Electrifying the Future – Our CEO’s View on EV Muscle Cars 

This month, Europe’s largest car magazine “AutoBild” talked to our CEO and industry expert, Andrew Pilsworth, about his view on the electric future of muscle cars because as Europe’s largest importer of American vehicles, we of course have an opinion on powerful and highly capable cars. Read more about how this is revolutionary, and nothing new at the same time. 

It certainly was great news when Dodge CEO Tim Kuniskis announced last November that from 2024 on, the famous Dodge models Charger and Challenger will use an electric powertrain. While this sounds exciting, it is also a big change from the traditional muscle car setup that so many fans know and love to this day.  

Copyright by AEC, 2022

Since this topic is important for many customers and fans, the German weekly car magazine AutoBild reported on the EV future of Charger and Challenger and wanted to get Andrew’s expert opinion. Check out the current AutoBild issue (3/22) on page 54 for the German feature and find more of his insights here: 

Andrew, what do you think about this plan? 

As the official importer of Dodge and RAM vehicles in Europe, AEC of course is thrilled about the plans to introduce exciting and powerful EVs under the coveted Charger and Challenger nameplates. Last year we have sold our first EVs, so this is a great start into the new EV era for AEC. As an automotive solutions provider, we are specialized in adapting vehicles for sale in global markets and muscle cars are a large part of our business portfolio. In case of Dodge and RAM, it’s all about excitement and the differences to more conventional European cars. Our customers love how the cars look and feel, how they sound and perform, but also their practicality and how affordable they are compared to other cars in their segment. Most of these features are unique to muscle cars like the Charger and Challenger, and I’m convinced that a modern electric powertrain will continue to deliver this very special kind of satisfaction while also supporting the transition to a more sustainable industry. We see the new EV versions as a perfect chance to showcase the flexibility and adaptability of our AEC infrastructure, setup, and our great team. Our AEC network of more than 500 global dealers will get all the training, support, and technical framework they need to keep up their high-quality work and service. We already took first steps by launching our AEC Academy program for our dealers this winter.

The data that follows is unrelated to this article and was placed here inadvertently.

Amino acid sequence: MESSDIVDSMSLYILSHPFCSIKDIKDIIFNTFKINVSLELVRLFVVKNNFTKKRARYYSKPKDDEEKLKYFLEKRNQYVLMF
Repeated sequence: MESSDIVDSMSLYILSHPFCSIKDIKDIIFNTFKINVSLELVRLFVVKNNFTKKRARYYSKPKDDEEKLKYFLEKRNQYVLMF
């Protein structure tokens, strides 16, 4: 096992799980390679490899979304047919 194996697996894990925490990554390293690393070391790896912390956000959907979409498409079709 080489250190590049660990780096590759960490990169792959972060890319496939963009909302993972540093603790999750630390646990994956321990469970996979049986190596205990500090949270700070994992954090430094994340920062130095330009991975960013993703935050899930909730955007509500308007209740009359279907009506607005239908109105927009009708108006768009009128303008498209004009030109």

What would be the strengths and (perhaps) weaknesses of an electric muscle car? 

Since the beginning of the muscle car, it’s always been about performance. The concept of combining a practical car that you can drive every day with a tremendously powerful engine and a sexy design is at the core of this whole concept. To this day, our models boast some of the most impressive performance and torque figures on the market. Modern electric vehicles can offer the same amount of power, or even more. Additionally, they benefit from instant torque right from the start, so every drag racing enthusiast will be more than satisfied. Thinking back to the old “Race on Sunday, sell on Monday” motto, a more practical and more sustainable muscle car will attract more customers than ever before. EV powertrains take up a lot less space and offer a quiet, dependable, and above all efficient way of transportation. EV architecture also allows for entirely new and modern design characteristics, due to the lack of large cooling openings, or a big engine compartment.